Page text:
Girl on the Run... said...

Wow! That was such an interesting post... I have had the fortune to see one of those shows.. albeit I was younger.. but that show still is very vibrant in my memory.. lots and lots of shouting! I would imagine it's time to see one again ... soon!

M

Lee said...

A wonderfully interesting post, Welsh. It's great to be learn about such customs...thanks for sharing the tale with us. :)

Crushed by Ingsoc said...

This is the problem with the dumbing down of Literature.
I have Orlando Furioso, but have been able to procure a complete English translation of Orlando Innamorato.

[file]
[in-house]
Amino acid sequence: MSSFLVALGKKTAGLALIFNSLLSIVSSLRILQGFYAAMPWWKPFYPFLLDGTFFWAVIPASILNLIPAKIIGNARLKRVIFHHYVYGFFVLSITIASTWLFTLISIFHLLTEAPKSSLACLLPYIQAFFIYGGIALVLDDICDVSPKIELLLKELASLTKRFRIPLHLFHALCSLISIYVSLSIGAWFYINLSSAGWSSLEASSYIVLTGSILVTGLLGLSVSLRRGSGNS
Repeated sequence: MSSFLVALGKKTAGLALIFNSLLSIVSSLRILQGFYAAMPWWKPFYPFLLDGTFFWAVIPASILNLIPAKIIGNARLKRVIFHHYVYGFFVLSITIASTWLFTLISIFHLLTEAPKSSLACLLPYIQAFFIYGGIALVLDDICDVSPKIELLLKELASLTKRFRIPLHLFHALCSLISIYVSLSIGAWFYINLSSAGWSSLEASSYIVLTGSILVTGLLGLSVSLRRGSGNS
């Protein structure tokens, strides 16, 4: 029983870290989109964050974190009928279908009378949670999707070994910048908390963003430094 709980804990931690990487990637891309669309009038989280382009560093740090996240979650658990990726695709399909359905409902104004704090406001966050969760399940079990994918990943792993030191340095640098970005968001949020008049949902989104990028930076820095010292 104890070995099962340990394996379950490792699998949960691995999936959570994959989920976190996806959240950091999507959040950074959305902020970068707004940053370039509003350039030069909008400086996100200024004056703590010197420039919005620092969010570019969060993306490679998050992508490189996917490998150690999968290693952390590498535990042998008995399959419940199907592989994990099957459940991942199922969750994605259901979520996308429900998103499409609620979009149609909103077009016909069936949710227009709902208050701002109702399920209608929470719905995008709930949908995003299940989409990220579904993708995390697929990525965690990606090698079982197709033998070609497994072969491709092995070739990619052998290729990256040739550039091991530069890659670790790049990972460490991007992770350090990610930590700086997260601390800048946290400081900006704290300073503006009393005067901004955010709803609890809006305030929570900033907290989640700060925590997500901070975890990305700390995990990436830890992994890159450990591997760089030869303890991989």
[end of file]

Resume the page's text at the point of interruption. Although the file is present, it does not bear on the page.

I might search online- I have dowmloaded many texts that way.

Welshcakes Limoncello said...

Hi, M. Yes, come over and see one soon! Thank you, Lee - much appreciated. Crushed, I'll be interested to know if you find it on the net. Don't start me on the dumbing down of lit!! Whence your interest in Ital lit, Crushed? [Over to visit you later, btw.]

enrico said...

Great post i'm Sicilian and you tech me some info i've forgot

Best regards
Enrico

Welshcakes Limoncello said...

Grazie, Enrico. Sono contenta!

Crushed by Ingsoc said...

More an interest in myth and romance. I find the pseudo-historical romance fascinating- the history people once believed.

Project Gutenburg is good for finding medieval texts, but there are others.

Welshcakes Limoncello said...

That's interesting, Crushed. I will have a look at that.